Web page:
1. The plaintiffs in error assign numerous rulings of the court below as error. It is contended that the judgment of the court below was error because: (1) the evidence disclosed that Dr. T. R. Freeman had agreed to let the plaintiffs in error have custody of Lane Horton at the end of the school term; (2) the court erred in holding that Dr. T. R. Freeman at no time determined upon a definite arrangement affecting the future welfare of Lane Horton; (3) the court erred in holding that Rebecca Lane Freeman never revoked her consent for Dr. Freeman to adopt Lane Horton. The evidence as to all these issues was in conflict. It would serve no useful purpose to set out the voluminous evidence here. It is sufficient to say that the judge was authorized to find, as he did, in favor of the defendant in error on all these issues. It follows, there is no error in any of the rulings here complained of.
2. It is next contended that the trial court erred in admitting certain evidence which it is contended is hearsay and inadmissible. The testimony objected to was by a neighbor of the Freemans, who testified to statements by Rebecca Lane Freeman before she died to the effect that adoption proceedings had been instituted, and that Rebecca Lane Freeman never told her that she was dropping the proceedings. Conceding that the evidence objected to was inadmissible, there is other testimony in the record which is almost identical with that by the witness to whose testimony objection was made, and no objection was made to this testimony. "In these circumstances, the admission of testimony to the same effect, although objection was raised thereto, will not cause a reversal, although the later testimony taken by itself may be inadmissible." Nash v. Burton, 147 Ga. 209 (93 S. E. 203), and cases cited. It follows, this ground presents no cause for reversal of the decision in the instant case.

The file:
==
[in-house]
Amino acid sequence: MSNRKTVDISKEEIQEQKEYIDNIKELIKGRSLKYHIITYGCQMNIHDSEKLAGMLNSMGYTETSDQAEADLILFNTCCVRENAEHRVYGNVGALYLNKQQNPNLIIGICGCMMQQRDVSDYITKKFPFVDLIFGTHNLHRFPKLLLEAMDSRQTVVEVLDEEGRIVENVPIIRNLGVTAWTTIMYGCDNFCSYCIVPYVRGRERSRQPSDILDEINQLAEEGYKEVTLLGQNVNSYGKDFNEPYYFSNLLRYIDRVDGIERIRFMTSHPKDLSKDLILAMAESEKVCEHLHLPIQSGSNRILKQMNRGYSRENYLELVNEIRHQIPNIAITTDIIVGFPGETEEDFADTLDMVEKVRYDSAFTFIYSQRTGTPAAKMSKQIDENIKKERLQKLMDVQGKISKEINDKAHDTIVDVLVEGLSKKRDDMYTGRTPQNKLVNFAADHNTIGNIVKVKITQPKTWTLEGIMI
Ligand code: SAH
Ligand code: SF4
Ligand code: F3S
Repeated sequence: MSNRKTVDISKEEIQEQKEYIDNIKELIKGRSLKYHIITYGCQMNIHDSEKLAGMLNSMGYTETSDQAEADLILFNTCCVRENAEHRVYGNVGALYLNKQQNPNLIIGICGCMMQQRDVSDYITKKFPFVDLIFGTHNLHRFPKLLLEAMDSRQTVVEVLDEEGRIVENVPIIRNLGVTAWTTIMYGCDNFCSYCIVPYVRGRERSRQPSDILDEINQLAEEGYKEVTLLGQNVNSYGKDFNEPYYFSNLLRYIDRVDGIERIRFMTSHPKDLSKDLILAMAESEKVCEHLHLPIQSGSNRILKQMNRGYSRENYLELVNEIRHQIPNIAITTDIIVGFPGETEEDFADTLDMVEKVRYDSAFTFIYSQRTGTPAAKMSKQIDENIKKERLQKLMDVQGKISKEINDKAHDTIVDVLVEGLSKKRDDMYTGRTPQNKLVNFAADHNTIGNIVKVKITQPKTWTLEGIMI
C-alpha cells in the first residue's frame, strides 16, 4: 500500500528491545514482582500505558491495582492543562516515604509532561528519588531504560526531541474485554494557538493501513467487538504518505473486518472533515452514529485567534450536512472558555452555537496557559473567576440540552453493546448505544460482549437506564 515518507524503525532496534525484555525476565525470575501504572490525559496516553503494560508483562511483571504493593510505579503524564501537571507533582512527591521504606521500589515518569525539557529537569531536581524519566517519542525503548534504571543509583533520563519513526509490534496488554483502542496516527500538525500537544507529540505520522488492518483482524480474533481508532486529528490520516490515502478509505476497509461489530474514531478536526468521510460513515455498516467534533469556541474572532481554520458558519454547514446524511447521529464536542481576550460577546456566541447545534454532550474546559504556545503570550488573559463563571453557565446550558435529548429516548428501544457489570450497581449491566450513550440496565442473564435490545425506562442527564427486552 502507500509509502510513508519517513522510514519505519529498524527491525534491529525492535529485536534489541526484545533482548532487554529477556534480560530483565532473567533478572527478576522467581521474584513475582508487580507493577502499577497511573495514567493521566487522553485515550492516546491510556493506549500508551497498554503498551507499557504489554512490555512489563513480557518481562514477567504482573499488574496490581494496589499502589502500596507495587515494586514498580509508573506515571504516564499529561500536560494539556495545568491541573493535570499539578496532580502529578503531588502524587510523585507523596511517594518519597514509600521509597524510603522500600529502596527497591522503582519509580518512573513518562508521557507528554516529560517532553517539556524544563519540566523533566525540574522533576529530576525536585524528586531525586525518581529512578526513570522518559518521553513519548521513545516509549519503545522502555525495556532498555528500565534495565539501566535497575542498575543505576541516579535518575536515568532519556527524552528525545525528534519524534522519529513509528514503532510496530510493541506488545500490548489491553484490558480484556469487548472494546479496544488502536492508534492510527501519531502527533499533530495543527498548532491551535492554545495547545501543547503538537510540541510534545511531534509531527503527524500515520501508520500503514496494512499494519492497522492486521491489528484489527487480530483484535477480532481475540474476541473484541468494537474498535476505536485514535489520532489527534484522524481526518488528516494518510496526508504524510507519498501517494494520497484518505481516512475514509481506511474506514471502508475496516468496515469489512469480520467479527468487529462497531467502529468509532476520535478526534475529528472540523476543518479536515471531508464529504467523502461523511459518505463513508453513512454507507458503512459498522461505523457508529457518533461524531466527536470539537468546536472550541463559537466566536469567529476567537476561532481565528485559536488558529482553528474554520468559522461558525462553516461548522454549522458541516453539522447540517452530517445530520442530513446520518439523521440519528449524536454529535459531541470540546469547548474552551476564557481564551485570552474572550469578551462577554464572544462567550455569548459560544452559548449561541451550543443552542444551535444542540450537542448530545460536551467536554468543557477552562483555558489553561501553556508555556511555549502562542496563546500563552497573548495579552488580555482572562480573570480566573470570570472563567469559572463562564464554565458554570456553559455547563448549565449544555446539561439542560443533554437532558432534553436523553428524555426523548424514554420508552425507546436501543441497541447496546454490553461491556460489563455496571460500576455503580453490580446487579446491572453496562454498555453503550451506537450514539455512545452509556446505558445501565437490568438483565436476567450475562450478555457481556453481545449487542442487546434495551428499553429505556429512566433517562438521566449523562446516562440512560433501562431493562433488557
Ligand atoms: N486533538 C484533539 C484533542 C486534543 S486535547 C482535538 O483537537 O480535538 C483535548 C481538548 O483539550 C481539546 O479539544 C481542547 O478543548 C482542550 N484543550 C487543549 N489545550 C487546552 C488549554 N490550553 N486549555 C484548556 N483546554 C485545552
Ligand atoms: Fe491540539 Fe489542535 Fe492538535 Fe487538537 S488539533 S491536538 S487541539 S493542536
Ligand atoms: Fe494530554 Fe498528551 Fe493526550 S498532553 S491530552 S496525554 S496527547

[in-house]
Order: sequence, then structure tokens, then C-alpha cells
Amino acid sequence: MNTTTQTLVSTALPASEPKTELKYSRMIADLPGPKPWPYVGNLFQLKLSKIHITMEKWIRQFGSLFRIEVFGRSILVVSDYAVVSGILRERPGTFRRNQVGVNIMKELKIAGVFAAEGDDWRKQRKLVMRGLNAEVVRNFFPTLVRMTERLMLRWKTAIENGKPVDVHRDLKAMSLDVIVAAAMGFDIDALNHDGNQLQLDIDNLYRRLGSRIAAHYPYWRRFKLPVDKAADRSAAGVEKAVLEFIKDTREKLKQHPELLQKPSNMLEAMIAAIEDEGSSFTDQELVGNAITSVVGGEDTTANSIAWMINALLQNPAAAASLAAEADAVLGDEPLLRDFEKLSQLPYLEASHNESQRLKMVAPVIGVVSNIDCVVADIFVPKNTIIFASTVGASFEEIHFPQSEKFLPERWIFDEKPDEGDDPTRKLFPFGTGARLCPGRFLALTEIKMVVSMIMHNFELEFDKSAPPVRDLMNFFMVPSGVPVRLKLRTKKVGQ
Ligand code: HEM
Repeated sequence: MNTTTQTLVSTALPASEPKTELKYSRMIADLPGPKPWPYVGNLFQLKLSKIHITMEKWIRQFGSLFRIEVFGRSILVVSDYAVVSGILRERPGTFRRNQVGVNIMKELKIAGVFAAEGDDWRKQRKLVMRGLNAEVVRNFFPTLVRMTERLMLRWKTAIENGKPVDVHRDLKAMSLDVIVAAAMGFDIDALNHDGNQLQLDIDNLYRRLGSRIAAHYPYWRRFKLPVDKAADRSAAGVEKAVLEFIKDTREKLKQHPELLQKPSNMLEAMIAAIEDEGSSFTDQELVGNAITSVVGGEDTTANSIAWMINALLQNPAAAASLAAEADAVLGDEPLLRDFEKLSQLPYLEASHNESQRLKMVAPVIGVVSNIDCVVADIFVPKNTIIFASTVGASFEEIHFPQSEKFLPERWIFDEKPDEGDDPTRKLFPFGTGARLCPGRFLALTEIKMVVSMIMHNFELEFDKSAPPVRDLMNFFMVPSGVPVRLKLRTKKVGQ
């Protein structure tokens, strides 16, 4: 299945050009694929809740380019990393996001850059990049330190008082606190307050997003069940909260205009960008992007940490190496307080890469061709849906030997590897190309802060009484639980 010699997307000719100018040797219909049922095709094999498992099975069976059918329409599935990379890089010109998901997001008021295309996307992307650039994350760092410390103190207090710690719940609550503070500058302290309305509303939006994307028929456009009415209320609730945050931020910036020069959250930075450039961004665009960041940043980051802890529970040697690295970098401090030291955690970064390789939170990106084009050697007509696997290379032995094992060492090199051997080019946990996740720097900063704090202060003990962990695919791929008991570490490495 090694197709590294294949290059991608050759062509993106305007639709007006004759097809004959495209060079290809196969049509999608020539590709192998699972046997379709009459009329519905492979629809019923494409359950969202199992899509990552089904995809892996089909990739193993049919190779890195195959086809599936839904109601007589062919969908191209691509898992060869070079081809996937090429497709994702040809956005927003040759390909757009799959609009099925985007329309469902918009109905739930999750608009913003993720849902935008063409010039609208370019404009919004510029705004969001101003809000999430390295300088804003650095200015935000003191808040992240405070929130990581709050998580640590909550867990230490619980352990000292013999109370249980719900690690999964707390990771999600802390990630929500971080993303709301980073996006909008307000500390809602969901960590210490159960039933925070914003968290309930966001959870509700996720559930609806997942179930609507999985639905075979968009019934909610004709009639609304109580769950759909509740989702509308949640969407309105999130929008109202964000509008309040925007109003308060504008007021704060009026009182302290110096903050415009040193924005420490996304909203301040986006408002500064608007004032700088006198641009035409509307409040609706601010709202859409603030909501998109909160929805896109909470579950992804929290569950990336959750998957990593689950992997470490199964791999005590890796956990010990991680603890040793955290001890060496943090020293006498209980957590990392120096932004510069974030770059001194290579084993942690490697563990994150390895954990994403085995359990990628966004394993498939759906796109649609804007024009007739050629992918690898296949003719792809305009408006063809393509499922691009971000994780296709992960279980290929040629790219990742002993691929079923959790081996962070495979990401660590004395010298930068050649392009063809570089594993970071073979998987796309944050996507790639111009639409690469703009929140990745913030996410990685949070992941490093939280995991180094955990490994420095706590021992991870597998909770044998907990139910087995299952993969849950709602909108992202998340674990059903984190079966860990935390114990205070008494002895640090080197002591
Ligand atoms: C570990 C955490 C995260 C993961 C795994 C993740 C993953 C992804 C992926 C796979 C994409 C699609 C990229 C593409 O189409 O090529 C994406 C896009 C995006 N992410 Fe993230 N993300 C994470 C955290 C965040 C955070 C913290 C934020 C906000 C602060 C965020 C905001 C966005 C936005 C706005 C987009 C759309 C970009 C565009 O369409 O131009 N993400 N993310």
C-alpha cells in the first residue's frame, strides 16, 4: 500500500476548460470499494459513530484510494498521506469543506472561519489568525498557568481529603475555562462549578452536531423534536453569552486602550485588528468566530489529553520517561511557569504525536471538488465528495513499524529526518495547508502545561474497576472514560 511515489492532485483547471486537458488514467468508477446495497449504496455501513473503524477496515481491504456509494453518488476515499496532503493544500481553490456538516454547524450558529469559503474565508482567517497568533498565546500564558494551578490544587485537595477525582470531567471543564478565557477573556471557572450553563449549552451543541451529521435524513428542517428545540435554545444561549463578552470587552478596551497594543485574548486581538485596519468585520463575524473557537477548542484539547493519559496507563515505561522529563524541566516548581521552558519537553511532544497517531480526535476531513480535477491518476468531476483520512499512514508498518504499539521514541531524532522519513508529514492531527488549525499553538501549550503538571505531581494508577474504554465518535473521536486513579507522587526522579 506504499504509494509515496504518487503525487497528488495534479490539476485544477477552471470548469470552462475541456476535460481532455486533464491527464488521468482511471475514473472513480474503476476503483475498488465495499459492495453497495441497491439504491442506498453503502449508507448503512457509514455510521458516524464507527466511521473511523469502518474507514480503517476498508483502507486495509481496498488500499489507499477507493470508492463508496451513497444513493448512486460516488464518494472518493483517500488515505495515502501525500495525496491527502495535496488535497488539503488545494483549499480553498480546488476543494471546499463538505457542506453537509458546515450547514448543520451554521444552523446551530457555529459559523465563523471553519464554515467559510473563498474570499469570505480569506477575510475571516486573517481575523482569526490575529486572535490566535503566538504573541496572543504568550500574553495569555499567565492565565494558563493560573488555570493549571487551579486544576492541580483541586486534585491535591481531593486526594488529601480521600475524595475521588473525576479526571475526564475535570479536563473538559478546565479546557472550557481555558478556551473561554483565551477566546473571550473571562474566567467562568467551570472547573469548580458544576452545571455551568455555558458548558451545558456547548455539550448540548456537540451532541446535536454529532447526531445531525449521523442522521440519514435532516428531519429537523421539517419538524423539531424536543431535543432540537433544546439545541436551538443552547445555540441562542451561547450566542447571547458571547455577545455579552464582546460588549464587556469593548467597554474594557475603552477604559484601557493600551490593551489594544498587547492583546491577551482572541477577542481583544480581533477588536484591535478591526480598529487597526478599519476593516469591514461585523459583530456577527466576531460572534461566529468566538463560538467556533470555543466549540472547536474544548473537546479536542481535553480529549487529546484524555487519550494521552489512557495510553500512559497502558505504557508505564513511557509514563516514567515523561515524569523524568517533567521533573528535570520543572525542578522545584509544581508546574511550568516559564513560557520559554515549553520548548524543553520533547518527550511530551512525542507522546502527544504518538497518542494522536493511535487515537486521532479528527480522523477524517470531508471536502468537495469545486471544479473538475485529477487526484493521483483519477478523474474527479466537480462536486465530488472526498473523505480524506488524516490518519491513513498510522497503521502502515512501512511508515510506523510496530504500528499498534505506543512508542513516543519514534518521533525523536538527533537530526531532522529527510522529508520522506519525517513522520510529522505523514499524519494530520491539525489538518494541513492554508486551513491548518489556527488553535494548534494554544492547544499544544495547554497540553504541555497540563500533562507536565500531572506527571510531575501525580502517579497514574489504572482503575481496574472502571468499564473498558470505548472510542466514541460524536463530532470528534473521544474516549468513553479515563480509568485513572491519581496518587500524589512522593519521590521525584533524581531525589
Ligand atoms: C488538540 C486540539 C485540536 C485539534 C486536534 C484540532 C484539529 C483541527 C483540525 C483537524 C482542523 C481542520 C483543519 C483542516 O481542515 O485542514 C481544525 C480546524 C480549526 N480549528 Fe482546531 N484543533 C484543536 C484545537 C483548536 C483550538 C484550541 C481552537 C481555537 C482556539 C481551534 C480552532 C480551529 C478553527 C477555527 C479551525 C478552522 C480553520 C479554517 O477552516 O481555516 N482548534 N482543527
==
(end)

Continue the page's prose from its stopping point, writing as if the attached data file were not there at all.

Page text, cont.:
While it may or may not be true that the home of Dr. Freeman has certain disadvantages to the child, and while it may or may not be true that the home of the petitioners has certain advantages for her, under the circumstances of this case the decision of the trial court was clearly not an abuse of discretion.
4. Finally it is contended that the court below erred in holding that, under the decisions of the appellate courts of this State, grandparents occupy no legal status as parents. Under the view we take of this case, it is not necessary to pass upon this assignment of error, since it would make no difference in the result whether or not it were determined that the grandparents occupied any status toward the child. This is true for the reason that the judgment of the court below--holding that the defendant in error had agreed to adopt the child, had instituted adoption proceedings, that the mother of the child had consented to the adoption and had not withdrawn her consent, and that the defendant in error had not in any way relinquished his rights in the child--is here being affirmed.
5. It follows from what has been said above, the judgment complained of was not error for any reason assigned.
Bouhan, Lawrence, Williams & Levy, Oliver & Smith, contra.
Myrick & Myrick, for plaintiffs in error.
ARGUED NOVEMBER 9, 1953 -- DECIDED JANUARY 11, 1954.
Saturday May 23 03:39 EDT